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Kopplin said the Minnesota foundation has also given out a limited number of tickets to Saturday’s football game that she said were donated by Upsher-Smith Laboratories, a Minnesota-based pharmaceutical. She said that “there’s just a heightened energy around the organization.”
She added that, since the headlines surrounding Kill’s recent seizures, there has been “a bit of an uptick” in “pure financial impact” to the foundation that was “certainly not hundreds of thousands of dollars,” and could be as little as $10,000. “[It’s] hard to measure,” Kopplin said.
Brett Boyum, board president for the foundation, is also not shy about the marketing opportunities that Kill’s high profile offers. Boyum, a vice president for marketing at Marvin Windows and Doors, was featured this week on Gopher Sports Update, an independently produced radio recap of the school’s on-the-field exploits.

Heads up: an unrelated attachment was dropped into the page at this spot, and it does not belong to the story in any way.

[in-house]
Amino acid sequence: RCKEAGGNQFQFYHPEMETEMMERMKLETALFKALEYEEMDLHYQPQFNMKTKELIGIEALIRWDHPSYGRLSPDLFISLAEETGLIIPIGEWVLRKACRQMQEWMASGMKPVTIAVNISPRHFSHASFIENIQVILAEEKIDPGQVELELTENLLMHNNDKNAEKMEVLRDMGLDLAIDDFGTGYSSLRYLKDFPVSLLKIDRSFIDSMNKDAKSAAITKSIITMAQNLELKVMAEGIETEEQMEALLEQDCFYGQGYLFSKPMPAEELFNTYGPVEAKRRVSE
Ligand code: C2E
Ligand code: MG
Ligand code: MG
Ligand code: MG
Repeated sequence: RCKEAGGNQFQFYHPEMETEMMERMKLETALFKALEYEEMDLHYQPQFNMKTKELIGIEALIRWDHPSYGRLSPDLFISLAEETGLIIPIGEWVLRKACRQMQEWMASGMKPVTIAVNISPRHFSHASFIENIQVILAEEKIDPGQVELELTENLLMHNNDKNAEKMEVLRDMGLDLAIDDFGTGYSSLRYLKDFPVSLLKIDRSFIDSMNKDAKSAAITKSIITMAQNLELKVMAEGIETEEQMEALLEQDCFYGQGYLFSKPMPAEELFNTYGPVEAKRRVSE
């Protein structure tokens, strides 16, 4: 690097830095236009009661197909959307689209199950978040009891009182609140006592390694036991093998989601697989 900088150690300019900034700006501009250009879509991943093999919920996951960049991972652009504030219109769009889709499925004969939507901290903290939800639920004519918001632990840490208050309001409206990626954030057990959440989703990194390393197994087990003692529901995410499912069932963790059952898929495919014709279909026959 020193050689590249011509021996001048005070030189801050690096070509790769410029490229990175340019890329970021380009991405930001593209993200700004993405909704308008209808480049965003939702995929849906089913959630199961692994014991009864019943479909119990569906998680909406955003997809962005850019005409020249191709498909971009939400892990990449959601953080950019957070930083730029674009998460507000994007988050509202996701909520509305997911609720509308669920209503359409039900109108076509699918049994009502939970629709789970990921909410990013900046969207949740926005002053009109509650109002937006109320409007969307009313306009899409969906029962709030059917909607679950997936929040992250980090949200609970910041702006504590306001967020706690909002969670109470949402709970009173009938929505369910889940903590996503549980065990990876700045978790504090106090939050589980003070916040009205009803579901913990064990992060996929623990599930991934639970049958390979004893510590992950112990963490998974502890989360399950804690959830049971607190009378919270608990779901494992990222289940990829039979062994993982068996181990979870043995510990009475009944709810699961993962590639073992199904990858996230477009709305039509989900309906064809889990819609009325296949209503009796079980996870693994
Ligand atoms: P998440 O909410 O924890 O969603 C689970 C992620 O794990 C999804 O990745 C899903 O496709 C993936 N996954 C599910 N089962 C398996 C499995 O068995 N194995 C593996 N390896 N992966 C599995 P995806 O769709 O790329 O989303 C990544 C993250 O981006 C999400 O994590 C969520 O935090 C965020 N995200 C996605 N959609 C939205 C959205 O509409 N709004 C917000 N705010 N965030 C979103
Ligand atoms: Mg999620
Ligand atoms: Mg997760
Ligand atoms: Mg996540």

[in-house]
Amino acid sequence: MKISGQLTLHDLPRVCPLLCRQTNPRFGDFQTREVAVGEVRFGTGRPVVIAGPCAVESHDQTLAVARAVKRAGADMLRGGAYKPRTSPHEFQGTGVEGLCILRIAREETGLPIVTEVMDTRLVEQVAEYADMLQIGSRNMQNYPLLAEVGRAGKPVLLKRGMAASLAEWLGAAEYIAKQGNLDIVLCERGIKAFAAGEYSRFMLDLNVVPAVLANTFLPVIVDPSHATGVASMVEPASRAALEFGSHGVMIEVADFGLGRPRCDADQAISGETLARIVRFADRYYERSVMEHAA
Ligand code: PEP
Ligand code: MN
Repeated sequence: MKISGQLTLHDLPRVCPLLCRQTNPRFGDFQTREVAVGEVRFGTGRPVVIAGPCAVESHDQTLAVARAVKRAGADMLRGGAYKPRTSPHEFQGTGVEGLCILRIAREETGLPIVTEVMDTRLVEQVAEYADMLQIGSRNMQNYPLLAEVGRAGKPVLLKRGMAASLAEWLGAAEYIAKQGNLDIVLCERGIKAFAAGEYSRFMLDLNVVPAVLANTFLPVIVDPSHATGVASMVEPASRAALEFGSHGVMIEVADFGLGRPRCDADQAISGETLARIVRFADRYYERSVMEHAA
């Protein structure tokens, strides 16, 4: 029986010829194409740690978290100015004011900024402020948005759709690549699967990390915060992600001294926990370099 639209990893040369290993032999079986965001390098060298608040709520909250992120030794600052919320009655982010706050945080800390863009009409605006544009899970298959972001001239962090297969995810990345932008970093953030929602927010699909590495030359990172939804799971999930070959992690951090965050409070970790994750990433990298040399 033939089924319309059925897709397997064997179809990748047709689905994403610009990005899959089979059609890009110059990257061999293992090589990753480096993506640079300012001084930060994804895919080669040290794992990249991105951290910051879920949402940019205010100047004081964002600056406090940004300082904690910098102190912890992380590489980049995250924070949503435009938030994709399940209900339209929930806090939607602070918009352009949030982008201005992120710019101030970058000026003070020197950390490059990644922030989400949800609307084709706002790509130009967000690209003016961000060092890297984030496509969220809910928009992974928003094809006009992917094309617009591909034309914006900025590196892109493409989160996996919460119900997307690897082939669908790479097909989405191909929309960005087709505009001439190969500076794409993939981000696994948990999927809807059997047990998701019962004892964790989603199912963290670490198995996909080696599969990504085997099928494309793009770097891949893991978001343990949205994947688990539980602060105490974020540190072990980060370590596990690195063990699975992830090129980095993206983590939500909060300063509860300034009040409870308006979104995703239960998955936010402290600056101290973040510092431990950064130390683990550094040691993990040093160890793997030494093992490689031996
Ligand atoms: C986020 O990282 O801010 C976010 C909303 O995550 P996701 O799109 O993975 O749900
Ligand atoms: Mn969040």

Awareness of “epilepsy, seizures, through Jerry Kill, has probably never been more prevalent in the news,” Boyum said on the segment. “Most certainly there’s a [marketing] opportunity. Unfortunately, it comes at Coach Kill’s circumstances.”
Boyum said he has suffered from seizures, and so has his son, Travis. He said Kill invited Boyum and his family to a spring football practice, and Boyum said his family will be at Saturday’s game. “All five of us are going to be there, handing out [rally] towels,” he said.
Kevin Goodno, a lobbyist for the foundation, said the foundation’s partnership with the university “should have been a natural thing” because of the school’s medical expertise.
But, Goodno continued, “I have to say that the whole issue with Coach Kill is the catalyst to bringing everything together.”